Very good. Light edge wear. Open Books is a nonprofit social venture that operates two extraordinary bookstores, provides community programs, and mobilizes passionate volunteers to promote literacy in Chicago and beyond.
Very Good + in Very Good + jacket. 9.5 x 6.4 x 0.9 inches. Pages are clean, no markings from previous owners. Boards are clean and square. Binding is tight. Corners bumped. Spine has slight lean. Faint wear to cloth at spine ends and corners. Text block is clean. DJ is clean, bright and unmarked.
VG. Burgundy cloth over boards; Blue illus. dj.; 256 pp.; No illustrations. Examines the reasons and rewards of European travel for nineteenth-century Americans; Pays particular attention the travel writing of this time, including the works of Henry James, Mark Twain, Ralph Waldo Emerson, and others.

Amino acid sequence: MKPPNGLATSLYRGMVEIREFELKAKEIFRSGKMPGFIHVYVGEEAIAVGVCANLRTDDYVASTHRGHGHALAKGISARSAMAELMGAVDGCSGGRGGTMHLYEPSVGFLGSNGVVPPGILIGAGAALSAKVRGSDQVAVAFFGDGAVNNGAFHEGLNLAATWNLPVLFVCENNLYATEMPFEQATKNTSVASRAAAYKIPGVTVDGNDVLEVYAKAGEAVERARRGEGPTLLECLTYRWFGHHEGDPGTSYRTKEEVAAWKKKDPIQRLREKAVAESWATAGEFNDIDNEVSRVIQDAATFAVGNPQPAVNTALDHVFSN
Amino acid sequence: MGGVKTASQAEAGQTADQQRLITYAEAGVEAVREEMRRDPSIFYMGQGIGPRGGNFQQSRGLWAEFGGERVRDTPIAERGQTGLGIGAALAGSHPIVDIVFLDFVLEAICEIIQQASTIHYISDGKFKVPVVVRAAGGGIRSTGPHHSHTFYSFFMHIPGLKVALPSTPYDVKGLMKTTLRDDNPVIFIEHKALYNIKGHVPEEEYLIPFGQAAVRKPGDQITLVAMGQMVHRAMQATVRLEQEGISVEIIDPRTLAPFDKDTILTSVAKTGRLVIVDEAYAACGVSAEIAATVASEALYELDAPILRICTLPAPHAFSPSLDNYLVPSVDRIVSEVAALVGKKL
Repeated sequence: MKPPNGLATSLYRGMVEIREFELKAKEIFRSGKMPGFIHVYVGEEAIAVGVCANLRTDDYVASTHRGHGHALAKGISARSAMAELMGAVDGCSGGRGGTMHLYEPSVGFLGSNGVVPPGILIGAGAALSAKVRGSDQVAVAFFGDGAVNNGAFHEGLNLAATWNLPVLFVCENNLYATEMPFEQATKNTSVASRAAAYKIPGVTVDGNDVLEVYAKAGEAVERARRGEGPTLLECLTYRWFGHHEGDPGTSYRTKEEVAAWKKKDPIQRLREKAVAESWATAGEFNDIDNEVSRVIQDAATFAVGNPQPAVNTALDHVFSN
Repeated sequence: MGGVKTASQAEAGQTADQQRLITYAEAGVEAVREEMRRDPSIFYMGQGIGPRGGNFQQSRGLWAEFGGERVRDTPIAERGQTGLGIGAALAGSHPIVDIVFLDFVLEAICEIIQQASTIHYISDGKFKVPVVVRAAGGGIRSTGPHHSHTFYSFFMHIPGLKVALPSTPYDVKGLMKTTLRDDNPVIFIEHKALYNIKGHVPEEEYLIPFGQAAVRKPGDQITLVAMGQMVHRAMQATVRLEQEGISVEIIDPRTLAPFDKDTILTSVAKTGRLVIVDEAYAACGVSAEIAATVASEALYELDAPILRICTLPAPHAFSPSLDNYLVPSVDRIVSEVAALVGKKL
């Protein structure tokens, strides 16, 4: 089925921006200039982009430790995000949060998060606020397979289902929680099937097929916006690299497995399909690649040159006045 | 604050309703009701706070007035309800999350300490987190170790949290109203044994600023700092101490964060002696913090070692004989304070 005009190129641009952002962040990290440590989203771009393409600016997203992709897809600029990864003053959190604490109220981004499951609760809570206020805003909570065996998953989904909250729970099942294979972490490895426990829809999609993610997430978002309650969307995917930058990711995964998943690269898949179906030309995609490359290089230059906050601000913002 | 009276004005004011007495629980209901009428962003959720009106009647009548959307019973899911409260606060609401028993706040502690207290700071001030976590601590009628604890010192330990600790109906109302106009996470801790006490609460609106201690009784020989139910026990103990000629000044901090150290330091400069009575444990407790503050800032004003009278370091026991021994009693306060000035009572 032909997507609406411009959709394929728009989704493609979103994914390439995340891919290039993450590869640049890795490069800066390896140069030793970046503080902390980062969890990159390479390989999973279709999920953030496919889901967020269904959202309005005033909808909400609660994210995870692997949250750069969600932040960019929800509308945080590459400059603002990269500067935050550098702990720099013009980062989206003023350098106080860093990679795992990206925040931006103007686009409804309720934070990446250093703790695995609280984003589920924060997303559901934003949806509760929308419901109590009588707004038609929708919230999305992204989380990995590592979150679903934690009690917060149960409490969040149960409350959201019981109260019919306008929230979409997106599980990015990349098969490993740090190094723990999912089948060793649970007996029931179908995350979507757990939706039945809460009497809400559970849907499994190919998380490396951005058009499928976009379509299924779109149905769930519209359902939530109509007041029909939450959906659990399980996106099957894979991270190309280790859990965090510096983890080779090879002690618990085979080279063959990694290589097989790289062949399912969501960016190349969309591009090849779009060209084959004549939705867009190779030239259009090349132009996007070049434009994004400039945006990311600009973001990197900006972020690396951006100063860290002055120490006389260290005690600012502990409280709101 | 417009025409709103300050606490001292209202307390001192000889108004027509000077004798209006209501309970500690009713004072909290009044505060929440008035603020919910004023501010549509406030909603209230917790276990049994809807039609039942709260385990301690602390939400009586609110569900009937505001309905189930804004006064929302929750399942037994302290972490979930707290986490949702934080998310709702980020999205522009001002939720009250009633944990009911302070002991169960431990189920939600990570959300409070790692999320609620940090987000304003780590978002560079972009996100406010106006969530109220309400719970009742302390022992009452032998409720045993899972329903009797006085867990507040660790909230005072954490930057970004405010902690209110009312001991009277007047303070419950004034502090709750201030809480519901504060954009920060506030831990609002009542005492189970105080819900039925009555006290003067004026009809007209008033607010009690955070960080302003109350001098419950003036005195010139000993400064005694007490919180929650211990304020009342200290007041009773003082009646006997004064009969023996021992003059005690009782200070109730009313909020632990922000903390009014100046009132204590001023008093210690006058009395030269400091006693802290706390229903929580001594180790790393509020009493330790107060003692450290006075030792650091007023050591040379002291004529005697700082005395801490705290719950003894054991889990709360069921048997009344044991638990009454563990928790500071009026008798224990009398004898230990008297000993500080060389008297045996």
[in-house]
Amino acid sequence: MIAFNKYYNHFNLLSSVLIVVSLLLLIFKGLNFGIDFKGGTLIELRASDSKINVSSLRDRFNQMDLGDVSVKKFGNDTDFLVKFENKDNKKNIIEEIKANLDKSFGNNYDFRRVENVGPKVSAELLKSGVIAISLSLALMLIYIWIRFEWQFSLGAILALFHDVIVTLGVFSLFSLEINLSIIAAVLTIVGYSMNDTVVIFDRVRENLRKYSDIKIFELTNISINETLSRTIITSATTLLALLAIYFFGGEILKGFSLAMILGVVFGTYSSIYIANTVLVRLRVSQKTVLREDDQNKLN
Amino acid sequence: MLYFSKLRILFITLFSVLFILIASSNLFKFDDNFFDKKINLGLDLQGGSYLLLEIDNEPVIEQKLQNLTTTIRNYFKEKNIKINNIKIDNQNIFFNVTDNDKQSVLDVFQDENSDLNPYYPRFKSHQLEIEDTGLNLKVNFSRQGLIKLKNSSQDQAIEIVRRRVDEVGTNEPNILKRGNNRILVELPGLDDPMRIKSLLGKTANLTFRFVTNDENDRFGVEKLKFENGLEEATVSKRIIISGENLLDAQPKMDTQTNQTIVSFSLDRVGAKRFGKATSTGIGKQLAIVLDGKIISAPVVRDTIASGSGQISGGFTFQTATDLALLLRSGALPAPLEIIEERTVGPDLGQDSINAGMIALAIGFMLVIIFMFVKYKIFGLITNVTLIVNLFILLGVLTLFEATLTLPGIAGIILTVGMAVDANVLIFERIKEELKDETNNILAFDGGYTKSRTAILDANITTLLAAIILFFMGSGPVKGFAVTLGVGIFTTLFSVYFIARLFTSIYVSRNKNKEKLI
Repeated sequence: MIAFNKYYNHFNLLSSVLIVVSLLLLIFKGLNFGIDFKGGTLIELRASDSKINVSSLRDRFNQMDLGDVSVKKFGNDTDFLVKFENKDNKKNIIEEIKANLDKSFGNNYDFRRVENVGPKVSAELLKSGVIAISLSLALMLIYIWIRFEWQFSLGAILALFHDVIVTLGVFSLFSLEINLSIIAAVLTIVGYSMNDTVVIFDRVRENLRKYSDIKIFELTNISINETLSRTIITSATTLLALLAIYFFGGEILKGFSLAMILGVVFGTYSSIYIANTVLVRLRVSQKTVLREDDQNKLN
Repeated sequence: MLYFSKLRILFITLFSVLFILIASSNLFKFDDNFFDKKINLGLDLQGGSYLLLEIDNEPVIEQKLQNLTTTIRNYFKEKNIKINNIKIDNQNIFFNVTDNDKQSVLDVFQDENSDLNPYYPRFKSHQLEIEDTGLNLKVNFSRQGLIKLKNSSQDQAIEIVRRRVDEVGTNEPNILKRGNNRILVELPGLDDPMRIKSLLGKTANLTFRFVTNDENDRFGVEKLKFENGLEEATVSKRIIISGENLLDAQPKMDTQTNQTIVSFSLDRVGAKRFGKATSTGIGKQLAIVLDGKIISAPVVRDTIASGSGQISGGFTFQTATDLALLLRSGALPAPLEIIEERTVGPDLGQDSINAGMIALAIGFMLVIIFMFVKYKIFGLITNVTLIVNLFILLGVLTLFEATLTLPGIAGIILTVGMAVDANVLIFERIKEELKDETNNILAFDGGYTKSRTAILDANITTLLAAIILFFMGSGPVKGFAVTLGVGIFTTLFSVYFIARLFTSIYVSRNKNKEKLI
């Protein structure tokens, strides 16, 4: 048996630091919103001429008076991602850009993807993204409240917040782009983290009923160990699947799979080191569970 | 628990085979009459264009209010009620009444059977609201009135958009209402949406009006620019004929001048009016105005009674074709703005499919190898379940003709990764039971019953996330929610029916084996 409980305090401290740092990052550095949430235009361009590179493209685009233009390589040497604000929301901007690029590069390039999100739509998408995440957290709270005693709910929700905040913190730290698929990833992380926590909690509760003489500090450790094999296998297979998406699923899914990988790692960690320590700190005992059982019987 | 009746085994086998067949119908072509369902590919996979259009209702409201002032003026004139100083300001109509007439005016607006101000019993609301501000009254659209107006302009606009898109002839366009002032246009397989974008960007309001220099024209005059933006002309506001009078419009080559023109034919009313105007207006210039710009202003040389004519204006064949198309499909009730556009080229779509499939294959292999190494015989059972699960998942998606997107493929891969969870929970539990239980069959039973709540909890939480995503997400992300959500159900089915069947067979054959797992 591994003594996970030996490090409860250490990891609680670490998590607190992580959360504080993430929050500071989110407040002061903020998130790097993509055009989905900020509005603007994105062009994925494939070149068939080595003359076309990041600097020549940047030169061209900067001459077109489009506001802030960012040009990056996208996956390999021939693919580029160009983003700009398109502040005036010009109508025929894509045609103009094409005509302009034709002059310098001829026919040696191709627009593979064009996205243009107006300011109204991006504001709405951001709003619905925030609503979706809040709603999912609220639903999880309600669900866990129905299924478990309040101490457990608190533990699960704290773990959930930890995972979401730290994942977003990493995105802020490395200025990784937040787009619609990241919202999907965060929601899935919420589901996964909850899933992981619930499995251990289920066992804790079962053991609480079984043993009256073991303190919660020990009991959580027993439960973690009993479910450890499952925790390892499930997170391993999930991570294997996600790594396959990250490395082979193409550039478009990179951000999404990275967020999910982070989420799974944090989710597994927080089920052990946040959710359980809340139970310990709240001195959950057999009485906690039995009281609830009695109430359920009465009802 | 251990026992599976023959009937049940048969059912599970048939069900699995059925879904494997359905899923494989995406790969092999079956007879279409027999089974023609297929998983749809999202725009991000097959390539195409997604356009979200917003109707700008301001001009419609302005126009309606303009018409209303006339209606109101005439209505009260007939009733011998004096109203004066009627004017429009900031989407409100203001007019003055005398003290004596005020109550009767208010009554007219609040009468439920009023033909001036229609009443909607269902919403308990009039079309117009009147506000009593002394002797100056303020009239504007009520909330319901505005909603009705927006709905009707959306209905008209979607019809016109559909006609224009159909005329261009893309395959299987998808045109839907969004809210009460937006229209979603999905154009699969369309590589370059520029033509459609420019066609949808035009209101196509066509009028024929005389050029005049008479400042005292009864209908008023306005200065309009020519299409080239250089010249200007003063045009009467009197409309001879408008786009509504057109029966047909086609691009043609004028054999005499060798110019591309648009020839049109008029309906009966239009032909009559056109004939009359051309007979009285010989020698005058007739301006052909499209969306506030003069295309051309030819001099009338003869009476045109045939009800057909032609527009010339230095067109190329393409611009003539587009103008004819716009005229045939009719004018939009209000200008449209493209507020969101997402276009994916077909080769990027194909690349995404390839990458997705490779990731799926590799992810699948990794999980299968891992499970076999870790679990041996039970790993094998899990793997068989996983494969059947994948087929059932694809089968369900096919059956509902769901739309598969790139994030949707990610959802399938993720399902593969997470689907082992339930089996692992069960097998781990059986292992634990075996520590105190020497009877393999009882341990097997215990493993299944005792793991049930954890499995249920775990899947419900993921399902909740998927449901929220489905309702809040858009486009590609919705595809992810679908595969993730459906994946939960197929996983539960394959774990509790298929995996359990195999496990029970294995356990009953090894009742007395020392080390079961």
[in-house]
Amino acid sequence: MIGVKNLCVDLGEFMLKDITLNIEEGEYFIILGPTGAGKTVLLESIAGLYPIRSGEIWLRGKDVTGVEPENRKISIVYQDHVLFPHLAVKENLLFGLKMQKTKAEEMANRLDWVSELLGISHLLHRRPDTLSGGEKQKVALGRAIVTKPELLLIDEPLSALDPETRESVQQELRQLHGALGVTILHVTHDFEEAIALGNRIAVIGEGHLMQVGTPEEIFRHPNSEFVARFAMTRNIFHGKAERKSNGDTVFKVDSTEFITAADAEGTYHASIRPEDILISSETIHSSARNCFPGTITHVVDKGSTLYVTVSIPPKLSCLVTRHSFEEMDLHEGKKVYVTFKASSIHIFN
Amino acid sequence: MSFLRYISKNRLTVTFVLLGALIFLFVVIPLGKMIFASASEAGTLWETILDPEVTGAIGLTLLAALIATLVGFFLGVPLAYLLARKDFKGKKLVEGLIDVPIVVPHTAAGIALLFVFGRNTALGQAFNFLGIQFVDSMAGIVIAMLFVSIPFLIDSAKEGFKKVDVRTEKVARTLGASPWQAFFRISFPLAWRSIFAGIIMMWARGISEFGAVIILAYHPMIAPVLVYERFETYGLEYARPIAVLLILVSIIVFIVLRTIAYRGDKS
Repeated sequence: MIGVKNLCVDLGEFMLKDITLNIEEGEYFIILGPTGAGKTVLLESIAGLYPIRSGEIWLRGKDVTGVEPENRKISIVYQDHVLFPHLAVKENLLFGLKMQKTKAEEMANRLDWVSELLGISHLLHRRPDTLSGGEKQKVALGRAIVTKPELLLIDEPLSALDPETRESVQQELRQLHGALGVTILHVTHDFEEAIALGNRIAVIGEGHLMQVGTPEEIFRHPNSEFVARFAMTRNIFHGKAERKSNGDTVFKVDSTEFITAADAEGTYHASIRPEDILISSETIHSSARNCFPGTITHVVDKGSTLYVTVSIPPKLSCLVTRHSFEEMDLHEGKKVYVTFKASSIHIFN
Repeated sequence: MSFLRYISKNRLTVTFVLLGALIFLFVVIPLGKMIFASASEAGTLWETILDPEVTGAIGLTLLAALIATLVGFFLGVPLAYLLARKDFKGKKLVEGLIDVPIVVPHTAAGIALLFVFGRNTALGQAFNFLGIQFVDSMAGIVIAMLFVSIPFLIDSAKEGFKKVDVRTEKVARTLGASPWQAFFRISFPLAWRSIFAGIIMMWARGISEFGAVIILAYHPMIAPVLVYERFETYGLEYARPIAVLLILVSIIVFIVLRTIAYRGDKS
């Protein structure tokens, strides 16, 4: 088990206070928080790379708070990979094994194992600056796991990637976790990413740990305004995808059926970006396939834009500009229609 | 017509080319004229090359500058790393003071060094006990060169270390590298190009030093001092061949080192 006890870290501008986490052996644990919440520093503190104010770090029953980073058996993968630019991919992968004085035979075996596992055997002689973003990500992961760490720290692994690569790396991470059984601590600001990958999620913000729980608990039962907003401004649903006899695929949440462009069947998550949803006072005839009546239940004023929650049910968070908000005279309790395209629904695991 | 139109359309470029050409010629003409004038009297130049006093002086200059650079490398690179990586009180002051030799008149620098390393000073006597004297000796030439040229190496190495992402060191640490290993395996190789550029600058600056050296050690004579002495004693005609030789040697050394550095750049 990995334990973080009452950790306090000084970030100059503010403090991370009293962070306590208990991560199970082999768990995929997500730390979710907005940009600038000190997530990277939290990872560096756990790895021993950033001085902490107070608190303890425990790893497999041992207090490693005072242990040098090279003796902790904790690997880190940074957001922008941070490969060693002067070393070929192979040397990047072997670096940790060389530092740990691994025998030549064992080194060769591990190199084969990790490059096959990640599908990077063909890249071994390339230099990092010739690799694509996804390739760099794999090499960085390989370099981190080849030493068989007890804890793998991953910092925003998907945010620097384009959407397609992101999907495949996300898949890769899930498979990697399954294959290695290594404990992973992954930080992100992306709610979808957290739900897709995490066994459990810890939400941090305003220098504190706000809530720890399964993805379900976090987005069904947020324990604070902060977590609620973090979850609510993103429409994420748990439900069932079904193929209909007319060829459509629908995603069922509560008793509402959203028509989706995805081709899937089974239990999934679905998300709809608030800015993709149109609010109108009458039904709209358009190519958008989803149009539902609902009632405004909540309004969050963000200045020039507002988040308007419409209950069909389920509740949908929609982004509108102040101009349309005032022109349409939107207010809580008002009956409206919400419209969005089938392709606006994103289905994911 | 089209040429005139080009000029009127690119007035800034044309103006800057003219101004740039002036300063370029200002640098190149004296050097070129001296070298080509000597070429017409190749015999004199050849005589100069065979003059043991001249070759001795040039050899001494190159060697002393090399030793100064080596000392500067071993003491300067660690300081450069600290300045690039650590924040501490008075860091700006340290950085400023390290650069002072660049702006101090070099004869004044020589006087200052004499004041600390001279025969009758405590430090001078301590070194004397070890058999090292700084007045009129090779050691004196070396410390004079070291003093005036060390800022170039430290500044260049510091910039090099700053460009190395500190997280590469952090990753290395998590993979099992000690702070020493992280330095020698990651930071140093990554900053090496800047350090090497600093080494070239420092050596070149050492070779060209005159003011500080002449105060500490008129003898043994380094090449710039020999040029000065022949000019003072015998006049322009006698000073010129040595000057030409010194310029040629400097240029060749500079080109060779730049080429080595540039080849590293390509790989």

Fine in Near Fine jacket. In a nation struggling to establish its own identity, all kinds of Americans, for all kinds of reasons, were enchanted with Europe. A European trip, whether extravagant or modest, could serve social advancement, aesthetic enrichment, or personal curiosity. Travel allowed men and women, the descendants of European settlers or African slaves, to shed their familiar surroundings and comfortable personas, adopt new roles, and measure themselves against the European experience. These travelers were often also writers. Throughout the nineteenth century, celebrated authors and beginners alike published newspaper columns, magazine articles, guidebooks, travel essays, letters, and novels based on their European journeys. In Going Abroad, Stowe examines not only classic works by such writers as Irving, Fuller, Twain, James, and Adams, but also lesser-known works by African-American authors, journalists, feminist writers, and diarists. Travel and the writing of it were important, Stowe argues, in molding a peculiarly democratic, yet essentially class-based, sense of personal and group identity. Combining literary and cultural analysis, he suggests new ways of understanding nineteenth-century Americans' concept of their nation and its place in the world.
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